Skip to content
July 11, 2013 / C H Thompson


First marriages and remarriages – the trends

To understand the extent to which marriage has changed in England and Wales it is useful to first examine the marriage timeline before readingMarriage_Timeline further. Doing so will help you recognise how much the concept marriage has changed, yet retained a degree of continuity regarding its social relevance and significance.

Since the 1960s there has been an overall decrease in the percentage of marriages which are first marriages for both parties, but the trend differs between religious and civil marriages.

In 1966, 95% of religious marriages were between people who had not been married before, a percentage which steadily decreased to 82% in 2011. This fall may be because it has become more acceptable for those who have previously been married to have a religious ceremony.

  • In 2013 there were 18.2 million families in the UK. Of these, 12.3 million consisted of a married couple with or without children (ONS)

marriage rates image

Meanwhile, 61% of civil marriages in 1966 were between partners who had not been married before. That proportion decreased sharply during the 1970s after the Divorce Reform Act came into effect. This Act made it easier for couples to divorce, leading many newly divorced people to remarry and pushing down the proportion of marriages between couples who had not previously been married.

Between 1996 and 2011, the proportion of civil marriages among couples who had not previously been married rose from 42% to 60%. One possible reason for this is that couples who have not been married before are younger on average than those who have been married before.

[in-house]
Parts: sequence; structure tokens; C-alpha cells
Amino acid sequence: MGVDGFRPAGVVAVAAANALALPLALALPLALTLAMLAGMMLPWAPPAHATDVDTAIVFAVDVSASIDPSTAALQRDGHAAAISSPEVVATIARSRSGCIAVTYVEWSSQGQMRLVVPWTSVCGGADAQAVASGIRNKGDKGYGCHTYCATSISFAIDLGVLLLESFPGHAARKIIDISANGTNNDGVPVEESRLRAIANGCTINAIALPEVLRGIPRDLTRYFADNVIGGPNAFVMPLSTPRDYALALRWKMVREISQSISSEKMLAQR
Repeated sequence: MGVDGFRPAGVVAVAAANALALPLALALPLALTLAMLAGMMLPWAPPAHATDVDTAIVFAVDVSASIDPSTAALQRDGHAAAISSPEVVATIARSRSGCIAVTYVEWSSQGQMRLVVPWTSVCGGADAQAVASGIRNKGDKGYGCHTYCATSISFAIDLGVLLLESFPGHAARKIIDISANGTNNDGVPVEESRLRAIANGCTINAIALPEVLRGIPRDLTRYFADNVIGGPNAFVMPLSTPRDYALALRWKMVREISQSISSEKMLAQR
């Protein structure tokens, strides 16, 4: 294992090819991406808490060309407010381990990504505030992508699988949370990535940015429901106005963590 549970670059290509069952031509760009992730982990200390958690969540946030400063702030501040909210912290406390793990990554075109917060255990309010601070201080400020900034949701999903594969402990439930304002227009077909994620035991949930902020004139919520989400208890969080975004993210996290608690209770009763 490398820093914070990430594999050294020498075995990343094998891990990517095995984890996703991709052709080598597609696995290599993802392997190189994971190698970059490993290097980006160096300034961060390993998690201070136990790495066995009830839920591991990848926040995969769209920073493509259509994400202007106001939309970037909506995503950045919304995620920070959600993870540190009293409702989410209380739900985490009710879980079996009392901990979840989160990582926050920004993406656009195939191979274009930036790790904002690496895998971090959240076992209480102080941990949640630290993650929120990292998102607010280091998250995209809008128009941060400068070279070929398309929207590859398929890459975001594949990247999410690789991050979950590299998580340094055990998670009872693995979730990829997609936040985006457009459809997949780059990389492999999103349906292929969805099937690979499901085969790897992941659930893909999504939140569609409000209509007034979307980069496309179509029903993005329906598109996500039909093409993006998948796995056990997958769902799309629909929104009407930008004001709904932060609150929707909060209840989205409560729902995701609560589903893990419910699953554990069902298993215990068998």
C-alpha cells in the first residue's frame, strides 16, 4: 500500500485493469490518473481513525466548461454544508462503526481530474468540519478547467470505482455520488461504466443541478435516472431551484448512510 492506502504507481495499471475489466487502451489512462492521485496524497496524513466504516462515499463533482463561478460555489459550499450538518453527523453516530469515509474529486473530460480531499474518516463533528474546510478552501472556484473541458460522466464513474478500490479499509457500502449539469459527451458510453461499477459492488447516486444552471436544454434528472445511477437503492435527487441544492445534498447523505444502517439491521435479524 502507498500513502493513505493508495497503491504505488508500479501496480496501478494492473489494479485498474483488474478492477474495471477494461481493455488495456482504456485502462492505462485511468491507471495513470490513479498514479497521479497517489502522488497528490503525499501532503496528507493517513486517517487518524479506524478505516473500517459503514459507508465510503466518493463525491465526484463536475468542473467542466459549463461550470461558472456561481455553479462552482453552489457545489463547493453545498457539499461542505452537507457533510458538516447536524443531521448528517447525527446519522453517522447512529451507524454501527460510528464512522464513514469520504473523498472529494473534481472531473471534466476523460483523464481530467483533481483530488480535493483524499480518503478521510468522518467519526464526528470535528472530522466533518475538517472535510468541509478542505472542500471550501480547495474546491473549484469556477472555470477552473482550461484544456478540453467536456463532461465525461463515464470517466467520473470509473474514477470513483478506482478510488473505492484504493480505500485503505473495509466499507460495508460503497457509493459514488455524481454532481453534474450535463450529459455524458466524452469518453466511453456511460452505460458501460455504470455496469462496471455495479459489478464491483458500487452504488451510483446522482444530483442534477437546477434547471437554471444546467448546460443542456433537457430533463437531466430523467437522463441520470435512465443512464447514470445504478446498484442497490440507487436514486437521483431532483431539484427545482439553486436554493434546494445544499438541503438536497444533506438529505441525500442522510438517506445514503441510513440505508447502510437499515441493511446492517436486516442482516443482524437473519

Younger people are more likely to report having no religion than older people so approved premises provide an alternative to church weddings for the less religious who have not previously been married. Another reason may be that those who have been married before may choose to cohabit with a new partner rather than remarry.

Places of marriagemarriage

When looking at marriage in England and Wales one of the best places to start is to examine the marriage timeline to see the extent of change within the continuity of marriage.

Since the 1960s, the proportion of marriages in England and Wales that are religious ceremonies has decreased and the proportion of marriages that are civil ceremonies has increased.

Civil marriages include ceremonies in register offices, as well as marriages in approved premises (such as hotels, stately homes or historic buildings), which have been allowed since the amendment of the Marriage Act in 1995.places of marriage

The proportion of religious marriages roughly equalled that of civil marriages during the 1980s, before starting to decrease again in the early 1990s. By 2011, less than 30% of marriages were religious marriages – the lowest percentage on record.

Since 1995, the percentage of marriages taking place in approved premises has increased steadily from 1% in 1995 to 58% of all marriages in 2011. For the seventh consecutive year, there were fewer religious ceremonies than ceremonies in approved premises.

Civil marriages in register offices have also fallen since 1995. In 2011, 13% of marriages took place in register offices, a level not seen since the 1880s. One of the most significant changes to the law regarding marriage is the introduction of same-sex marriages in 2014.

Alternatives to marriage – cohabitation

In 1994, the earliest date for which figures are available, 75% of couples marrying in a civil ceremony lived together before getting married.rates of cohabitation This percentage increased steadily to 88% in 2011.

A lower percentage of couples having a religious marriage cohabited before marrying for all years. However the gap has narrowed over time. In 1994, 41% of couples having a religious ceremony lived together before marriage, almost doubling to 78% in 2011.

Other statistics show that the number of couples cohabiting in the UK has doubled since 1996, illustrating that cohabitation is now more common, both as a precursor and an alternative to marriage.

Return to family overview


Leave a Reply

Fill in your details below or click an icon to log in: Logo

You are commenting using your account. Log Out /  Change )

Facebook photo

You are commenting using your Facebook account. Log Out /  Change )

Connecting to %s

This site uses Akismet to reduce spam. Learn how your comment data is processed.

%d bloggers like this: